Pioneering Media Art: An Interview with Kathy Rae Huffman

Dimitra Gkitska

30 Apr 2015
Dimitra Gkitsa spoke to Kathy Rae Huffman about early media art, her curatorial practice and why it's important to look beyond what is online.

Ahead of our Friday Salon Machine Divas: The Archive, exploring early feminist media art practices, Dimitra Gkitska spoke to Kathy Rae Huffman for the ICA Bulletin. A curator, writer and networker, with a special focus on issues concerning the history and development of media art, Huffman has been active in the field of media art since the early 1980s.

DG: Tell us about your first involvement with media art. How does it relate to your curatorial practice?

KRH: My curatorial practice developed in the late 1970s from mylet’s call it obsessionwith video art. It started while I was a graduate student at California State University, Long Beach. My part-time job at the Long Beach Public Libraryone of the first institutions to feature video arthad video equipment that I, as the staff artist, was assigned to take care of, though I didn’t know anything about it. I learnt how to operate the Sony Portapak and was convinced from the beginning that video was a great creative tool. Once I found out about all the artistic activity that was taking place, mainly in New York, I knew I wanted to work with an artist.

So, to learn more about video as an attribute to exhibition practice and as artistic practice, I joined the Museum and Gallery Studies programme. This was an intensive two-year programme designed by Constance Glenn, that gave grad students the opportunity to work on an exhibition from conception to realization. For this group exhibition, I met Bill Viola at the Long Beach Museum of Art and he agreed to work on an installation for the project. He taught me a lot of what I know about working with artists, what they need from institutions, how to plan a complex technical installation and how to maintain it. From that successful cooperation, I was offered an internship at the Long Beach Museum of Art and it just went on and on from there. No looking back and no regrets.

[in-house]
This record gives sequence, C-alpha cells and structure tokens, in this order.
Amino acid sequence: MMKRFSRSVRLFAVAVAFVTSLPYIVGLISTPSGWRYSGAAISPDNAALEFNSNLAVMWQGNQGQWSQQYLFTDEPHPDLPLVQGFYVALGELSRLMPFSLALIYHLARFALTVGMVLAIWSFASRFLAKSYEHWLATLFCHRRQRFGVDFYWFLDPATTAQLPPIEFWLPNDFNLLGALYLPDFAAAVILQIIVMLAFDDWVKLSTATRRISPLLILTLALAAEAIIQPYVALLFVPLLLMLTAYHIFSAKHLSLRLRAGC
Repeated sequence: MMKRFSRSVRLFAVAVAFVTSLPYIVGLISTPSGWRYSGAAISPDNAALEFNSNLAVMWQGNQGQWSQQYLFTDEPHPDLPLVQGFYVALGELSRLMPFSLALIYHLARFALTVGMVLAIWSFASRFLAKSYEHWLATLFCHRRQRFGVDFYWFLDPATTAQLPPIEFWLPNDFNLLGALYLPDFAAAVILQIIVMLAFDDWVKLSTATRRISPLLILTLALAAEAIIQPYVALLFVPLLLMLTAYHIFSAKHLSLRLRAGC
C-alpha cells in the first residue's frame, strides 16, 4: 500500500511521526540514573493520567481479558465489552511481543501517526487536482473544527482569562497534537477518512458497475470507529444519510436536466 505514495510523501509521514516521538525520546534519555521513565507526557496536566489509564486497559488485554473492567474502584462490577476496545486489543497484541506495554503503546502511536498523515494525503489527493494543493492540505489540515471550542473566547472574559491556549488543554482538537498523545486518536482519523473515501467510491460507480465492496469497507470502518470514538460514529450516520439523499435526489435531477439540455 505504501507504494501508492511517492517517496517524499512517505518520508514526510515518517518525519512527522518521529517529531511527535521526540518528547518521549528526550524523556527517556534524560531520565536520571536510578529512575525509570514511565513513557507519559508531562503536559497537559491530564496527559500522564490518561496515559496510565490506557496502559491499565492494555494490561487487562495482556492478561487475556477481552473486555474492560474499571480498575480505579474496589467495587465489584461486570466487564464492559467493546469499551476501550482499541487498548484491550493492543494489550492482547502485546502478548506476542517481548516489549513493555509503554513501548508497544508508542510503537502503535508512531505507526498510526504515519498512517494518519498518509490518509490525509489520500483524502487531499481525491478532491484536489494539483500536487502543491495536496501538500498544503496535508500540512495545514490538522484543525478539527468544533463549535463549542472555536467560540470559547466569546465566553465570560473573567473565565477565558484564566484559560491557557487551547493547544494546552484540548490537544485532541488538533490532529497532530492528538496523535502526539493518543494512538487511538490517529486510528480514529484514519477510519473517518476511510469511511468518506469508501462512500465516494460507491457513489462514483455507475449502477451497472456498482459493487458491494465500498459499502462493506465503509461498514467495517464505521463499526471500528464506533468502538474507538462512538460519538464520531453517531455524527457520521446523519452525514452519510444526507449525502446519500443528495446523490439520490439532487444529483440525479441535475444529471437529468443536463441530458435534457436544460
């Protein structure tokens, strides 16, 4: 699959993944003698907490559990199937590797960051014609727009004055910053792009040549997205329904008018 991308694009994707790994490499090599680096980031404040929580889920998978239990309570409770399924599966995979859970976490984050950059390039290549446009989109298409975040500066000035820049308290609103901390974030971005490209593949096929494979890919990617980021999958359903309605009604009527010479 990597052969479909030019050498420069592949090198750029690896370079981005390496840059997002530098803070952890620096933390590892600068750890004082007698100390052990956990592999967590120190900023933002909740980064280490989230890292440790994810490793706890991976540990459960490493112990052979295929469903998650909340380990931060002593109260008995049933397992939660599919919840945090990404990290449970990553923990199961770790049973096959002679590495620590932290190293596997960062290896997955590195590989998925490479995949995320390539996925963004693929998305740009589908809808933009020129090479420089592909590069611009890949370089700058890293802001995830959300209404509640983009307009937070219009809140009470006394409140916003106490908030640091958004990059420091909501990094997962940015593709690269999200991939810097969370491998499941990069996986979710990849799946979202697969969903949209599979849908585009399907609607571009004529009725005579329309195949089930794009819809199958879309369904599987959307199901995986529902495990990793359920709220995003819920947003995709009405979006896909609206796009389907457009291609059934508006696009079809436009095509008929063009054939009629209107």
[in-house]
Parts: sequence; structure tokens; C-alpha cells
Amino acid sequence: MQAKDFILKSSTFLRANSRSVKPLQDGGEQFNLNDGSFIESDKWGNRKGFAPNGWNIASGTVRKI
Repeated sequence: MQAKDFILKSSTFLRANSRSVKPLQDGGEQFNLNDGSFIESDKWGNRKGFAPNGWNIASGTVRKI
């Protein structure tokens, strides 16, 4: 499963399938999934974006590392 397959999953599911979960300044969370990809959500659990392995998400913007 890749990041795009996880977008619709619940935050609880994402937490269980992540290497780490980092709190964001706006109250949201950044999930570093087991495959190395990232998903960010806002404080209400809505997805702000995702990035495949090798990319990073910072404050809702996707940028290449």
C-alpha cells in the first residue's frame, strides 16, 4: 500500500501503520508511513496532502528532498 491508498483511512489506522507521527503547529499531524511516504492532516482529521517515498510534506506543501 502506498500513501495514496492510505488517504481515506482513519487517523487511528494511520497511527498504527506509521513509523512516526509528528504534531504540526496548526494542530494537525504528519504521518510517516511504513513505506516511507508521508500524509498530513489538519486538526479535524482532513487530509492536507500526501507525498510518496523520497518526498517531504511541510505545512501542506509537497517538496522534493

Your curatorial practice is very hands-on and involves working closely with artists.

From the beginning, I have enjoyed creating opportunities for artists to work, realise new ideas and exhibit and come together with audiences in dialogue about their work. I don’t actually consider this work in itself - it’s just what I do and who I am. Looking back, I see that I was very fortunate to be in the right place at the right time, but I also took the risk of jumping in over my head and became part of a community of artists and curators. We had a very hard struggle getting audiences to understand why, for example, a TV set was in a museum gallery.

How was video art perceived by arts professionals at the time?

The word 'video' was not in common use at the time - neither arts professionals nor people in general knew what the word meant. They did not understand how video could be art. Experimental film was accepted, but also not as art. And, filmmakers and video artists approached the moving image from very different points of view. At that time, the quality of video was considered poor, especially by filmmaking standards. The editing was crude, the image quality was grainy, and the topics often were narcissistic, introspective and in real time. Artists worked with these inherent qualities of video. 

The book collection that you recently donated to Goldsmiths library [the Kathy Rae Huffman Media Art Library] includes catalogues and rare documentation of media and video art of the 1980s and 1990s. How do you think these publications stand today, particularly in relation to contemporary practices?

In some ways, the library is a companion to the video collection I amassed, which is currently being preserved at the North West Film Archive in Manchester. These publications and catalogues are examples of what the artistic concerns were at the time and who was in myquite largecircle of interest. It also represents where I travelled as a curious curator, including the former Yugoslavia, Russia and other central European countries. Significantly, it gives an idea about who was able to publish at that time and some insight into the practice of media art, before internet. Most of these publications are not online; they are limited production, not well distributed. Without seeing these kinds of publications, one is led to believe only what one finds on the internet, which is, of course, not the whole story. Not everything is online! ■